BURRILLVILLE – For Nancy Vermillion, it’s a familiar routine.
Every fall, Vermillion, a member of the Burrillville Lions Club, packs up her car with cases of books to bring to local elementary schools.
But like everything in 2020, this year is different.
The books, 540-page paperback dictionaries, will go to 3rd grade students at four local schools.
Normally, Vermillion would speak to classrooms of students, explaining the program and how to use the new resource.
Instead, this year, the mask-wearing do-gooder carted the books up to school doors for drop off. It will be up to principals and teachers to see that they get into the hands of students, many of whom are now learning from home.
The program is run through The Dictionary Project, a national non-profit based in South Carolina that aims to get the books into the hands of third graders across America. According to the group’s mission statement, the goal is to assist all students in becoming good writers, active readers, creative thinkers, and resourceful learners by providing them with their own personal dictionary.
Their mission statement notes that educators see third grade as the dividing line between, “learning to read and reading to learn,” and encourages donors to gift them to children during that school year.
Lions clubs are among the organizations across the country that sponsor the program in their hometowns, purchasing and delivering the books to local students.
The Burrilllville chapter, which serves both the town and neighboring North Smithfield, has been taking part since 2014.
“When we started in 2014, and we really only gave to Burrillville,” explained Vermillion.
In 2015, North Smithfield elementary was added and now, the club provides the books to every single third grade student in both towns annually.
Each year, Vermillion, who spearheads the local club’s effort, orders boxes of the latest edition and coordinates delivery with local educators.
In 2020, 83 dictionaries went to Callahan Elementary School, and another 65 to Steere Farm in Burrillville. At North Smithfield Elementary School, Vermillion dropped off 115 books and at Pascoag Community Christian the dictionaries will be given to the two students that make up 2020’s third grade class.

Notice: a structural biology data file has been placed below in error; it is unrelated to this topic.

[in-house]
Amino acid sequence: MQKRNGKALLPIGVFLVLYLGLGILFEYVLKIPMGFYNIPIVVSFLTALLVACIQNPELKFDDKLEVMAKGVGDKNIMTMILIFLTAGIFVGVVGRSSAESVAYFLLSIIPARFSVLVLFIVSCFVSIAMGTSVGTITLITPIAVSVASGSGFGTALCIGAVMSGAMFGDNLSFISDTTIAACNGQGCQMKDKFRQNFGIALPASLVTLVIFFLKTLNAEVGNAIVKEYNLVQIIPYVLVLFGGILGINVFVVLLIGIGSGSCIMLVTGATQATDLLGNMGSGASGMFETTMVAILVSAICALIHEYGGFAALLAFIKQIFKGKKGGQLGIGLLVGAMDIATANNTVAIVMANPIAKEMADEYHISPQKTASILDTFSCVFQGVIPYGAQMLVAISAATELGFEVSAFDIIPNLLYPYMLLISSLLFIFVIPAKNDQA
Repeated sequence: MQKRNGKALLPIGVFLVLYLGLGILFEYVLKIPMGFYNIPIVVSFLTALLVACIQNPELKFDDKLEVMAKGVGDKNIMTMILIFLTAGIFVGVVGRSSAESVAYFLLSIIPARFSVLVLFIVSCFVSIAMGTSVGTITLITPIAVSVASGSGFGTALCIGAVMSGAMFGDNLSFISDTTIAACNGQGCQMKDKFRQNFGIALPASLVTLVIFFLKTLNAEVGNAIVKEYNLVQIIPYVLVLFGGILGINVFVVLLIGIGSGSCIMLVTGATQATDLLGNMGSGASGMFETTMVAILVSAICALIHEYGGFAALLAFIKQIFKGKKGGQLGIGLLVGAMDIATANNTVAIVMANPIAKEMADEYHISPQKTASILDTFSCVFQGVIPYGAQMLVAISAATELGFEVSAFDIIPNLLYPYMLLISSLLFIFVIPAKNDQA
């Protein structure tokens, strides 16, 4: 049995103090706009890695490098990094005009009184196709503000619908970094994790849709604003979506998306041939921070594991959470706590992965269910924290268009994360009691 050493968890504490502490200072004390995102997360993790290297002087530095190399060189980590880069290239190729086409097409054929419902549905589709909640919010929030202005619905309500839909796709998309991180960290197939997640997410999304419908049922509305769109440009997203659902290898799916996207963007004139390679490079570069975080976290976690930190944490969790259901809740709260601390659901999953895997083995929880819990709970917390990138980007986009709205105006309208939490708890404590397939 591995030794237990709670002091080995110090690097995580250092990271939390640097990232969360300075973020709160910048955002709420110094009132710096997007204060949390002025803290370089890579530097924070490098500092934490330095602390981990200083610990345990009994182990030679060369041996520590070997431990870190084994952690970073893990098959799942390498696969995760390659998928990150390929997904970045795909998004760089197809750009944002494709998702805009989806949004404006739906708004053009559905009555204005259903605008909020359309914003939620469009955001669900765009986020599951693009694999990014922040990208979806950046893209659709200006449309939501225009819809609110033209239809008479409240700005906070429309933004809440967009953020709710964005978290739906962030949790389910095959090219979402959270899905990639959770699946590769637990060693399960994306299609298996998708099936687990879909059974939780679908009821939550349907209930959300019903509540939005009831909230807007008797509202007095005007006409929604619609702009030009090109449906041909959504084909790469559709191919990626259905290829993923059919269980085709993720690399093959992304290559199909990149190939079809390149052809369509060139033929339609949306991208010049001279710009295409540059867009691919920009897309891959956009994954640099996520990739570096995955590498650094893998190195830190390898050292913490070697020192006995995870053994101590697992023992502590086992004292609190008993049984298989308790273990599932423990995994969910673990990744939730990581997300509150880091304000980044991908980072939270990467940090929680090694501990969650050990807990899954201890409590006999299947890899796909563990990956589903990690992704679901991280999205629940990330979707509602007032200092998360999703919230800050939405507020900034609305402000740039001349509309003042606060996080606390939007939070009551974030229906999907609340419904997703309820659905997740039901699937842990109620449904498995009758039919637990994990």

But in place of her normal interaction with the recipients, a letter addressed to administrators, staff and students accompanied the boxes of gifts.
“These dictionaries have been specially published for your use and enjoyment during your elementary school years and are your to keep forever,” it stated. “These books are not school department property, but the property of the students.”
“Due to the COVID-19 pandemic protocols and cautions, we are unable to present these dictionaries to you in person, but trust that your principal and teachers will be sure that each and every third grader receives a book.”
Callahan Principal David Brissette said he will be meeting with the school’s third grade team to come up with a plan to distribute the books to distance learning families. All of the other students received a dictionary from their classroom teacher.
“On behalf of the Callahan School, we would like to send a message of gratitude to the Burrillville Lions Club for their continued support of our students,” said Brissette. “The club has been doing this for many years and benefiting many students with their generous gift of a dictionary for each of our 3rd grade students. We are so lucky that they think of us each and every year.”
More than just a book of definitions, the dictionaries include 150 pages of supplemental information with features including the U.S. Constitution; the Declaration of Independence; brief biographies of all of the country’s presidents; world maps; information about all 50 states; countries of the world and planets in the solar system; sign language and braille.
Published by Dictionary Project, Inc., A Student’s Dictionary 26th Edition, is appropriate for students in grades three and up.
It’s part of an ongoing mission to increase literacy among area students from a club with the motto, “Where there’s a need, there’s a Lion: We serve.”
“Reading is forever,” the letter from the club notes. “Be a life-long reader and learner.”